"The Field of the Cloth of Gold is a remarkably catty game. It’s about the gifting of grandiose presents for diminutive effect, about small decisions that grow weighty as their true import becomes clear. It’s about subtleties that are obvious and obviousnesses that are subtle. As a trifle, it conceals great depths." - Dan Thurot, spacebiff.com
"Imagine if 90s leather jacket Knizia put two knives in a box and said 'you're only allowed to use these on yourself, now win'." - Demetri Ballas, pixeldie.com
In June 1520, at Balinghem, there met the young and glorious Kings of England and of France in a grand and splendid celebration of their mutual friendship and admiration. There were great feasts and opulent amusements, conspicuous expressions of deepest and sincerest piety, and fierce tournaments. Each King outshone the other in turn, so that the world might be astounded at the wealth and power of each kingdom. So many tents and raiments were made of precious cloth of gold, that the field is so named.
This game was created to commemorate the five hundredth anniversary of the world’s most famous three-week party, in which King Henry VIII of England, and Francis I of France, spent ridiculous amounts of money and resources to peacock at each other. Through smiles made of gritted teeth, the game’s two players will express friendship: each action they take will give their opponent a tile that they might use to score. Scoring usually entails removing the tile from the game, so each player must take care to maximize their scoring opportunities while either denying them to their rival, or forcing their rival to score before they’re ready. Once the game is underway, players are generally given only two options, and both of those options are usually painful - even and sometimes especially when they score you points.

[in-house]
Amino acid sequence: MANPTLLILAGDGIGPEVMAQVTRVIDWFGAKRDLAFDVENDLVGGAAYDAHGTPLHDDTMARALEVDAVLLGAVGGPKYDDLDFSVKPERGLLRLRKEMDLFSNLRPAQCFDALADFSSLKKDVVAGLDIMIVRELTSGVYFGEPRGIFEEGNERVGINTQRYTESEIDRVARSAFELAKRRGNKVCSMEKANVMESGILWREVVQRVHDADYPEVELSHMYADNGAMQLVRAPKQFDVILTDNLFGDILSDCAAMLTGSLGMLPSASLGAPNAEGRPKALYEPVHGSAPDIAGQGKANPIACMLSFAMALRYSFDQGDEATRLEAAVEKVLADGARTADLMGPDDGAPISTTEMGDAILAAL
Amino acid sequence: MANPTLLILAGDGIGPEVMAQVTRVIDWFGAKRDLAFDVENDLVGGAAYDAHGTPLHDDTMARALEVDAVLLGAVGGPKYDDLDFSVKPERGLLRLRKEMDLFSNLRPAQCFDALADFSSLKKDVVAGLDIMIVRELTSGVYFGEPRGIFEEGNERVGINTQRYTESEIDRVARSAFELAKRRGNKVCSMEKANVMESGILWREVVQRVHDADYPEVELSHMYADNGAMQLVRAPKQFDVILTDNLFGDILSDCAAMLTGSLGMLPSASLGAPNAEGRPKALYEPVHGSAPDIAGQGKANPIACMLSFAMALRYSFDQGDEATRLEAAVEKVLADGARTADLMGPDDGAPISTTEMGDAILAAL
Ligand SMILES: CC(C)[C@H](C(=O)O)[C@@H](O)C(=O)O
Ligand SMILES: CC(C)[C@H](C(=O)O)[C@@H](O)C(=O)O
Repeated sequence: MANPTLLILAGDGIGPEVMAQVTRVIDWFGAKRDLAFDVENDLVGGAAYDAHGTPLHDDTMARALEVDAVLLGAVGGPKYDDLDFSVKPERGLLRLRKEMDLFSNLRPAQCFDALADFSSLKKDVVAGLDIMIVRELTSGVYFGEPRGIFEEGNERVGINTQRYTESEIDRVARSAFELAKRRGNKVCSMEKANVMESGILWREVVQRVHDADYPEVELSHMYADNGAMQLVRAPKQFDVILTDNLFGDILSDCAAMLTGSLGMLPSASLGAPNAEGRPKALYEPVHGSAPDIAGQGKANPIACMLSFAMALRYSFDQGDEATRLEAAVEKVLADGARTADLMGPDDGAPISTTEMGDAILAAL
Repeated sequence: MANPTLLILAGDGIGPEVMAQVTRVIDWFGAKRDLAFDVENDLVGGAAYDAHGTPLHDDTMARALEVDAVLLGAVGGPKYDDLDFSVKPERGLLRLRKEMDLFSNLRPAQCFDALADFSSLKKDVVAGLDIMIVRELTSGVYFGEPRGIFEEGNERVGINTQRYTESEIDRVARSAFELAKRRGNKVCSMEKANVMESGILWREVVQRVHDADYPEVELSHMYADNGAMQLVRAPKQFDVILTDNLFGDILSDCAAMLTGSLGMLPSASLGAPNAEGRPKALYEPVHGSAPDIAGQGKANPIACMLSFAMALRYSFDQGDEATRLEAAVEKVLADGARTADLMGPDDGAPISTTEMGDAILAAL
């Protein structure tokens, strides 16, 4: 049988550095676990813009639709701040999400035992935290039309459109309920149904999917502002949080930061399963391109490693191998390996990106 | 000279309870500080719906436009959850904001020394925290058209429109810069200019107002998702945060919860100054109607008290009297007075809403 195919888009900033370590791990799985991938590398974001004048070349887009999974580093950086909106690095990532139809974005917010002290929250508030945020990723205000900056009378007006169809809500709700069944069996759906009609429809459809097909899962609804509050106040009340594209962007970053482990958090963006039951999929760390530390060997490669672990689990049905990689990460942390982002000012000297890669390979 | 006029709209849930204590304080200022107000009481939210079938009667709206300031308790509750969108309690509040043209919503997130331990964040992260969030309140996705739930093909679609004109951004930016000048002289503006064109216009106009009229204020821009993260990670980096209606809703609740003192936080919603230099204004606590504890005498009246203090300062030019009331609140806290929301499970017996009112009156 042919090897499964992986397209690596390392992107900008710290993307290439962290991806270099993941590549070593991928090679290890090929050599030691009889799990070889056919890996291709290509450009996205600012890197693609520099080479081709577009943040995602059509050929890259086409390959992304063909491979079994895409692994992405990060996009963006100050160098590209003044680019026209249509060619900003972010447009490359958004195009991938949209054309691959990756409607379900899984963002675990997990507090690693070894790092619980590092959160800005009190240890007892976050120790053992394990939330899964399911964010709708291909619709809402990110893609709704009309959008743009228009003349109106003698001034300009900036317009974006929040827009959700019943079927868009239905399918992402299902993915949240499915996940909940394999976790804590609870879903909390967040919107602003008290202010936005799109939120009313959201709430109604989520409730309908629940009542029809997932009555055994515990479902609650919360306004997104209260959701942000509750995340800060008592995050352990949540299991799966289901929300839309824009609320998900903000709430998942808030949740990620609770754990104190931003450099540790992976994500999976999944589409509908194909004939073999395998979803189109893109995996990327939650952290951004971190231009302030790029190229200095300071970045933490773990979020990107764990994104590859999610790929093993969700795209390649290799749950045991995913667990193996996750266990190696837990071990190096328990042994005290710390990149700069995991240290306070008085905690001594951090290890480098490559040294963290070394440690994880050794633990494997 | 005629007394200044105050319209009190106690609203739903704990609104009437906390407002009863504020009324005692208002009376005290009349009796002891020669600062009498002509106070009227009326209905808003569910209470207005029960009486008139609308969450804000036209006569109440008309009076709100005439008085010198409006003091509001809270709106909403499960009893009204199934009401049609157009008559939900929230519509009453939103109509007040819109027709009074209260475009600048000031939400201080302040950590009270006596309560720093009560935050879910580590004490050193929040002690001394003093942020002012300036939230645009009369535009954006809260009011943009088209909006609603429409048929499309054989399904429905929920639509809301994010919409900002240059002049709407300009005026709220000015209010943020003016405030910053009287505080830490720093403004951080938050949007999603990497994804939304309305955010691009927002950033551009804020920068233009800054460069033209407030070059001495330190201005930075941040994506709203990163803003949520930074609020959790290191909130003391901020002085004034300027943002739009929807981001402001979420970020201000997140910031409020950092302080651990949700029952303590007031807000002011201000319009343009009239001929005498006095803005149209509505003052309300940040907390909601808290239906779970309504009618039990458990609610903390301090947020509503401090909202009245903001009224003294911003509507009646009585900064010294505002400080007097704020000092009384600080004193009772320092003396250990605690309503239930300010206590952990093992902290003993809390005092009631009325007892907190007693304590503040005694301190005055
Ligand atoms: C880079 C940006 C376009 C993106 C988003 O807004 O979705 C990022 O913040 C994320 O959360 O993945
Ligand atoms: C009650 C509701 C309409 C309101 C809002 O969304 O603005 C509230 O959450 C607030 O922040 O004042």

A sort of subversion of the point salad paradigm, The Field of the Cloth of Gold harkens back to the feel of the classic German games of the 1990s: simple, elegant, austere, and politely vicious.
Designer: Tom Russell
Hex Number: 51
Duration: 20 minutes
Solitaire Suitability: Low
Base postage cost: £4.50
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